Best of Detroit 2012
Nutritional Value - Staff Picks
Our staff picks for dining in Metro Detroit
Published: April 25, 2012
Best Small Plates
300 Town Center Drive, inside the Henry hotel, Dearborn; 313-253-4475; triadearbornrestaurant.com
Tria encourages experimentation with its combo of small sizes and smallish prices. Dinner guests can try nibbling plates of five spreads and snacks for $12 (such as olive tapenade, marinated olives and nuts). Or get one Black Angus slider with red onion jam and one braised lamb taco, $4 apiece. Share flatbreads spread with smoked salmon or with mushrooms, chèvre, arugula and caramelized onions. Some dishes are available in half-sizes (such as the impossibly rich lamb ragout), and the "small is possible" ethos extends to wines and desserts. You can order 2-ounce, 5-ounce or 8-ounce servings of wine, allowing you to create your own flights, and get a miniature dessert for $3 or five for $7.
Best American Restaurant
340 Town Center Blvd., White Lake; 248-698-2400; therootrestaurant.com
The Root is not only aggressively American in its menu choices (pork shoulder, New York strip, meatloaf, pumpkin pot pie, cheese grits, corn on the cob) but insistently Michigan: pork pasties are on the menu. In truth, it's not sticking to nearby suppliers, but to chef James Rigato's outsized cooking skills, which have produced such excellent takes on old favorites. He tosses linguine with house-made bacon and shrimp from Okemos (!), roasts quince to mix with arugula and pumpkin seeds, braises pork in cider and then adds cheddar grits. The result is taste sensations that draw diners from all over metro Detroit.
Best Locavore Cuisine
2501 Jackson Rd., Ann Arbor; 734-663-3663 (FOOD); zingermansroadhouse.com
You can't get much more local than sourcing from eight miles away on your own farm. Chef Alex Young's Cornman Farms grows 27 vegetables for the Roadhouse in scores of varieties, including many heirlooms, and raises old breeds of hogs and cattle for diners' barbecue glee. He says varieties are chosen for their suitability to the Michigan climate, bragging that, in the summer, vegetables are served just hours after they're picked. The rest of the harvest is put up for the winter — no need to import from afar. And what goes around comes around: Your leftovers go back to the farm as compost.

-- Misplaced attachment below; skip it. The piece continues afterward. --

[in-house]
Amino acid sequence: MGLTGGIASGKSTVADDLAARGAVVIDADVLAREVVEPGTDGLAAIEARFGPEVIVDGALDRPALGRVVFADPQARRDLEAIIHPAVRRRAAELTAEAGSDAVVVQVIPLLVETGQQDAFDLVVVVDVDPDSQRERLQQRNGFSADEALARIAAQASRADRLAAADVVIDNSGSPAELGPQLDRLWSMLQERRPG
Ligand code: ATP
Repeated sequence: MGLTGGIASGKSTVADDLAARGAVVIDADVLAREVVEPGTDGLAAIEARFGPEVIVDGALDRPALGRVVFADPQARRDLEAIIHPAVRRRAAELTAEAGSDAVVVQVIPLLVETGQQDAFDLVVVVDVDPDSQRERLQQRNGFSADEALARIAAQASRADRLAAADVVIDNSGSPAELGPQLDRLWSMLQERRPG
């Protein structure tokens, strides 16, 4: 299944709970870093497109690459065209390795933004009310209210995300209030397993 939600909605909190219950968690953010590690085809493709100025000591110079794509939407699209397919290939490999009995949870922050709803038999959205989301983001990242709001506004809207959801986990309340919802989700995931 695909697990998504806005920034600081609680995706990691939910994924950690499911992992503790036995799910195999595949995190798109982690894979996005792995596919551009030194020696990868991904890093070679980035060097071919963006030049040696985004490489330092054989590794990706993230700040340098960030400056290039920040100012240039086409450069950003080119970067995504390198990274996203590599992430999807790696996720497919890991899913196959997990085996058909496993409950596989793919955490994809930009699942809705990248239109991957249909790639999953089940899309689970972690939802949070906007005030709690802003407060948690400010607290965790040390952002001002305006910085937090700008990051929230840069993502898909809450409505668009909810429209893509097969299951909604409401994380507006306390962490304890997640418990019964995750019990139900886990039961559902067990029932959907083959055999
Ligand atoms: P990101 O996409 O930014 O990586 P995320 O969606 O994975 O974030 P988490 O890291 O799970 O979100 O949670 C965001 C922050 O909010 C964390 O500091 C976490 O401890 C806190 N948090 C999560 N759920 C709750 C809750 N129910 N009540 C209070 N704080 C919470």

Best Raw Food
204 W. Fourth St., Royal Oak; 248-336-9043; www.cacaotreecafe.com
We are continually being warned about foods that are harmful to our well-being, those containing too much fat, too much lactose, too many hormones and preservatives. When shelf stability is more important than healthfulness, making the right choices becomes difficult. Amber Puopore, owner of the Cacao Tree and longtime advocate of a vegetarian diet, has taken her diet to another level, serving raw foods that retain many of the nutrients lost in the cooking process. She uses mostly organic ingredients, sourcing as much she can locally. Almost everything is vegan. What's more, the purity of the flavors is compelling, even to a meat-eater.
Best Middle Eastern Restaurant with Alcohol
32621 Northwestern Hwy., Farmington Hills; 248-932-1300; lechefmi.com
Despite the abundance of fine Middle Eastern restaurants in metro Detroit, it can be difficult to find one that serves cocktails and wine, a must for some folks. Tucked away in an obscure strip mall, Le Chef has it all. Owned by a Lebanese family — both husband and wife are chefs — you'll find generous portions of their take on the usual dishes, reflecting their pride and the expertise, all served up in a contemporary room with white tablecloths. Save room for the crème caramel and French pastries.
8731 Joseph Campau, Hamtramck; 313-871-4349
Forget hummus — it's not traditional in Yemen — and seek dishes far afield from the well-known Lebanese. The 8 a.m.-to-midnight, seven-days café is no-frills — no raw juices, no dessert — and oriented toward men from the neighborhood. A giant piece of flatbread (malooga) is the utensil of choice. Basically, lamb is spiced and cooked in a variety of ways, in large servings: on the backbone with vegetables, in a dark broth, ground with egg and vegetables, in stews called soups, and served in heavy cast-iron pots. Prices are nonstandard too: $5-$10 for entrées.
Best Old-School Italian
3401 Riopelle St., Detroit; 313-831-5940; romacafe.com
For the last couple decades, the majority of new Italian restaurants have anxiously tried to distinguish themselves from their "inauthentic" older cousins, aka red-sauce joints. You know, the places where most of the dishes have a thick blanket of mozzarella, and where you'll unfailingly find familiar standbys such as chicken Marsala and eggplant Parmesan. We say there's nothing wrong with these old-school restaurants — in fact, they should be celebrated for the hearty hybrid cuisine they offer. Detroit's oldest and best is Roma Café in the Eastern Market. Not only does the place have history and ambience up the ying-yang, their food is rock-solid. In addition to covering the usual classics — pastas, steaks, several preparations of chicken and veal — Roma also offers such items as frog legs, sautéed sweetbreads and escargot for more adventurous diners.
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